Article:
The clock ticked past our closing time. We waited and waited. At this point there was only 45 minutes left of the carnival. “Will she spare even that, those 45 minutes for her daughter?” I wondered. We called and she flippantly said she was in the parking lot. She came in and you frantically struggled to get your shoes on to meet her down the long hallway. I helped you tie your shoe as fast as I could. Your anxious eyes revealed a heart beating desperately and with great urgency. You just wanted to get to her. You ran down the hall. I didn’t hear what was said, but I didn’t have to. Your shaking sobs and wailing told me. Tears surged out of your angry, lonely, and abandoned eyes. Your mother scolded harshly, “Quit crying! You’re lucky we went roller-skating last week. We’re not going to the carnival. No!” She scrawled her name on the sign out sheet and wrote the time. Fifteen minutes past pick up. You stood behind pleading and crying. “Knock it off! That’s enough! We’re not going. C’mon, get in the car.” Her words jabbed even me, so harsh and punishing. It was as if she didn’t even hear you, didn’t even care.

Couldn’t she see your desperate pleading eyes? Your longings and pleas? Your calloused heart from abrasive rejection? Oh little girl, I saw you! I longed to take you into my arms and hug you and lavish you with joy. To bring you to the carnival and share in your excitement and wonder and glee.

I numbly walked to my car and turned the key. “Why does this hurt me so much?” I prayed. “It’s just a carnival. It’s not a big deal. Just two hours of elementary spoiling and sugar. But is it really about the carnival?” It was so much more. I saw your deeply rooted pain, oozing out in despicable nastiness and defiance. Behavior rising from a crying heart, only to be shut up with rejection and punishment. I saw your fear and wonder at positive attention. Your pure longing and desire, completely discarded. Oh little girl, how I wish I could give you the world! But even more, I want you to know the safety and refuge in the love of One who made you. The One who knows you, you knows your desires. The One who longs to bless you. To hold you. To love you. To teach you. To surprise you with joy. To lavish you with singing. To celebrate you. Oh little girl, how this Daddy delights in you! I want you to know!

Oh little girl, I’ve only known you for an hour, but I haven’t stopped thinking about you. I am praying for you, wherever you are and whatever you’re doing. My heart weeps for your tender throbbing pain. I can’t do anything but pray. And so I will. Our God is greater than all of this. And to Him I will plead for you.

Sincerely,

The one who tied your shoes

 

Lord, will she ever know you? Oh Jesus, I beg of you to make yourself known. That she will know love and know the One who can fill her with life, never to be taken away. Please satisfy her deep hunger and thirst, her parched starvation. Oh good Father, hold her like she’s never been held. And don’t let her go.

This I choose.

sim·plic·i·ty. 

1. absence of luxury, pretentiousness, ornament, etc.;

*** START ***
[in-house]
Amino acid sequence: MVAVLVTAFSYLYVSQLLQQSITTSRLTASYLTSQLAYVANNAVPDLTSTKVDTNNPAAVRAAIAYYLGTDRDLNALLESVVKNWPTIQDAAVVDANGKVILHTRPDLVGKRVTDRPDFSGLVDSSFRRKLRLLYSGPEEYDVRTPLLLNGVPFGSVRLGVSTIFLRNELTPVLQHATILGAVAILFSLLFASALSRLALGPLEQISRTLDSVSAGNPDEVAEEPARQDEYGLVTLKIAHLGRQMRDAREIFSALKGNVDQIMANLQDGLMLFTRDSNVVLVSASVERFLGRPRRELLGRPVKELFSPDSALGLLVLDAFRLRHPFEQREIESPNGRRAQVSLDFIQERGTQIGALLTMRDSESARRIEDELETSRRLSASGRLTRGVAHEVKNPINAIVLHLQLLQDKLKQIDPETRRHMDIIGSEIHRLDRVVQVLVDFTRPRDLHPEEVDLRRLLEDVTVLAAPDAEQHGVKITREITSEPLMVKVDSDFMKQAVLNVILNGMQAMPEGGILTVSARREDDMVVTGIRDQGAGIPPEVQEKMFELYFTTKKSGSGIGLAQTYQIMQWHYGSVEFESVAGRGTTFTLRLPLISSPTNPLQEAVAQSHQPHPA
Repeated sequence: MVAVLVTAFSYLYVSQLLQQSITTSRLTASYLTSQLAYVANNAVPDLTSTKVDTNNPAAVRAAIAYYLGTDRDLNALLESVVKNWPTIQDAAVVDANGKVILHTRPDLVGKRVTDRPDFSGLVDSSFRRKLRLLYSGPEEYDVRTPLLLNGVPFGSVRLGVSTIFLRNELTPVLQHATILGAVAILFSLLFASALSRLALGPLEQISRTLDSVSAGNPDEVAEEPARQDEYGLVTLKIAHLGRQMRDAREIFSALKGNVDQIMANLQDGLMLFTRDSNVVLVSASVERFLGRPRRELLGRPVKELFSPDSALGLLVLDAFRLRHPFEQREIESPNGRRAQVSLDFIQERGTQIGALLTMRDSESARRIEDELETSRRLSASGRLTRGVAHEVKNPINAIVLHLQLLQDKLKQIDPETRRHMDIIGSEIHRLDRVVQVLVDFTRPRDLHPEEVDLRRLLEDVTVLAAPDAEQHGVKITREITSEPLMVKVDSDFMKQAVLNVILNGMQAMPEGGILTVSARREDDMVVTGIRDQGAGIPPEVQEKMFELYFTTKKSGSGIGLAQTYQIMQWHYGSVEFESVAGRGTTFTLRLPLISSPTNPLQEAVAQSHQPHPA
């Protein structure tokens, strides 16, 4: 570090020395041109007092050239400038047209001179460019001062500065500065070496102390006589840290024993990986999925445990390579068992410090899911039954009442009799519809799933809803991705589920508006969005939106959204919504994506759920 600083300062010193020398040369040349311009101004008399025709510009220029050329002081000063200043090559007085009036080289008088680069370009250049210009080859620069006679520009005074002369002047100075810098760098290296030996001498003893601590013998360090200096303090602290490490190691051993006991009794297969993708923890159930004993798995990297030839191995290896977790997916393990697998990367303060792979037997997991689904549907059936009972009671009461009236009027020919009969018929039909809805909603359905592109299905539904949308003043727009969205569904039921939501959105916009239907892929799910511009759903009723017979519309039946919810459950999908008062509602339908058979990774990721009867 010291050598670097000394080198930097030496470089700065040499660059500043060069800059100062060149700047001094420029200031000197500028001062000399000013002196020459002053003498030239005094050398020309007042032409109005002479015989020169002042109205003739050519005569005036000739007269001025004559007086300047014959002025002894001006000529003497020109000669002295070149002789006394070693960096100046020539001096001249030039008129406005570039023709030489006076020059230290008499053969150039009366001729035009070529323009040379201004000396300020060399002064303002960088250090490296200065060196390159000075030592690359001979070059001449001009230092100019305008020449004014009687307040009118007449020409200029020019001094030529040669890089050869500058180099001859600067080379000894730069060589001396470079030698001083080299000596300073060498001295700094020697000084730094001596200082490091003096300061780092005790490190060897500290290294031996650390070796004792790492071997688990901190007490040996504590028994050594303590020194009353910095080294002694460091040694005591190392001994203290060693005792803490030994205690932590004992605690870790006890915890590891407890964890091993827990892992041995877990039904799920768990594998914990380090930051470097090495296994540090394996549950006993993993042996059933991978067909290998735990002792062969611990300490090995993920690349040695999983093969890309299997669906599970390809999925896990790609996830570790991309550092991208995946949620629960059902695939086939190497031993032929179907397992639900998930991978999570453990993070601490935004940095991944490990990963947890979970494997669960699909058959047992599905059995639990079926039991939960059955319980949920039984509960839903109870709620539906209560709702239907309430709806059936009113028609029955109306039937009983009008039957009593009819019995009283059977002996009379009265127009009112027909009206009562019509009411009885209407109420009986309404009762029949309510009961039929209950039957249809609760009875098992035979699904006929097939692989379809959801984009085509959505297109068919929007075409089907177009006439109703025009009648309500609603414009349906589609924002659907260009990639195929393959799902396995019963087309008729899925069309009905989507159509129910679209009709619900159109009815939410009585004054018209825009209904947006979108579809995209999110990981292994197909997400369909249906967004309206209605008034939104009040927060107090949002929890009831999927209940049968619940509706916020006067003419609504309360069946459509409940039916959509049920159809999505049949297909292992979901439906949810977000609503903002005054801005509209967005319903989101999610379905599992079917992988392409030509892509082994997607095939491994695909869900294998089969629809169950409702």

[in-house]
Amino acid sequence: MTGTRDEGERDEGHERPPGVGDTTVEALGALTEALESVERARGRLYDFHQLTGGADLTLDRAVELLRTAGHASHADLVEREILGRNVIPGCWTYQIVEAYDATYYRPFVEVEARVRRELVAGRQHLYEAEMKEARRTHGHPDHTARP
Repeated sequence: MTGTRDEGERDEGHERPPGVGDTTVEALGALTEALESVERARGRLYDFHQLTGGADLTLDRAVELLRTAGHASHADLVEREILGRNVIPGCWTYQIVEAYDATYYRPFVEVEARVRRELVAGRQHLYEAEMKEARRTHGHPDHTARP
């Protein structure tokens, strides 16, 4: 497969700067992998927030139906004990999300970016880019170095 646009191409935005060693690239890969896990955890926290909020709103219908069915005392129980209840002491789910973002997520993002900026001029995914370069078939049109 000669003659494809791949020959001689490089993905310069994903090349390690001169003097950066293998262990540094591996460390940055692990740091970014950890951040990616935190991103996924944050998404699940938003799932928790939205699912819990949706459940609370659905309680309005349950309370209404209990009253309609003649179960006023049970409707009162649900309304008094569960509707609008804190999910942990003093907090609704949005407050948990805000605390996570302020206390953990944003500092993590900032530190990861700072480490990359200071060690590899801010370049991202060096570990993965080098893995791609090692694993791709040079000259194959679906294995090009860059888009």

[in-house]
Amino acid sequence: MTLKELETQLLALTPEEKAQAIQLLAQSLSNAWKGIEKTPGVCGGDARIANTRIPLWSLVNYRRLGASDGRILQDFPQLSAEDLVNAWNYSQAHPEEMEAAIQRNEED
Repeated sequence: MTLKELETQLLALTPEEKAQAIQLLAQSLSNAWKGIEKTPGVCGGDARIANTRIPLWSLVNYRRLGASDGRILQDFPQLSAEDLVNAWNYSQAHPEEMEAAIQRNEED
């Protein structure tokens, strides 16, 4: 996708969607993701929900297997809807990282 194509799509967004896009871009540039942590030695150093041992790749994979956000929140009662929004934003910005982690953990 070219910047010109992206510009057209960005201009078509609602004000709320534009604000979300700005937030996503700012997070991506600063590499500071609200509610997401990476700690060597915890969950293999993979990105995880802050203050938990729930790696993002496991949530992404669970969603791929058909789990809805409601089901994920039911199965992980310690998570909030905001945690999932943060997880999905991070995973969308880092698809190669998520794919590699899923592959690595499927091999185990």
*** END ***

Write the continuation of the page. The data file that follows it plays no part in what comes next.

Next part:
2. freedom from complexity, intricacy, or division into parts

 

I wrote once about simplicity…seeking answers and wanting to know and understand what that means for me. Questioning how to run from materialistic idolatry, and yet have gratefulness for blessings. Wanting to fully grasp what it means to live with and steward the things that I own. I still question. I still wonder. And I am still seeking. But the more I seek, the more I understand.

I think that my life often becomes inverted to myself; slowly I begin to live for my status or for my things or my job or my relationships and I begin to worship the very things I have been blessed with. These things aren’t bad at all…they are gifts from God himself. But if I turn and live for them instead of the Creator and the One giving blessing, it becomes idolatry. Matthew 6:19-21 warns against laying up treasures on the earth where they will be destroyed; but instead we are to lay up treasures in heaven. A few verses later it says that we can’t worship God and money. I don’t want to live my life serving other idols and worshipping other gods and pursuing things that really don’t matter and will fall away. What a waste!

But it’s not just about having less or giving it all away or moving to lower ranks. Those things don’t entirely stop the obsession with things, the worship of stuff, or our deep internal longings for high status.  I believe simplicity begins with a belief, a choice, a state of heart.  Simplicity isn’t so much a state of having or lacking, but a choice to worship and live for One thing. One God. To choose simplicity is to choose denial of self and to become radically obsessed and consumed with the One for whom we are living. To brush everything else aside and simply live with one purpose. The reality and authenticity of these choices and beliefs about simplicity can be observed by the resulting actions. I ask myself, “If I truly am following Jesus and if I truly am seeking to worship Him only, shouldn’t my actions reflect that? Shouldn’t the fruit of this simplicity and worship be reflected in the way I spend my time and my money and my breath and my words? To spend not for myself or my own pleasure, but for the glory of the one who blessed me with these hours and dollars and the very air I breathe as I speak?”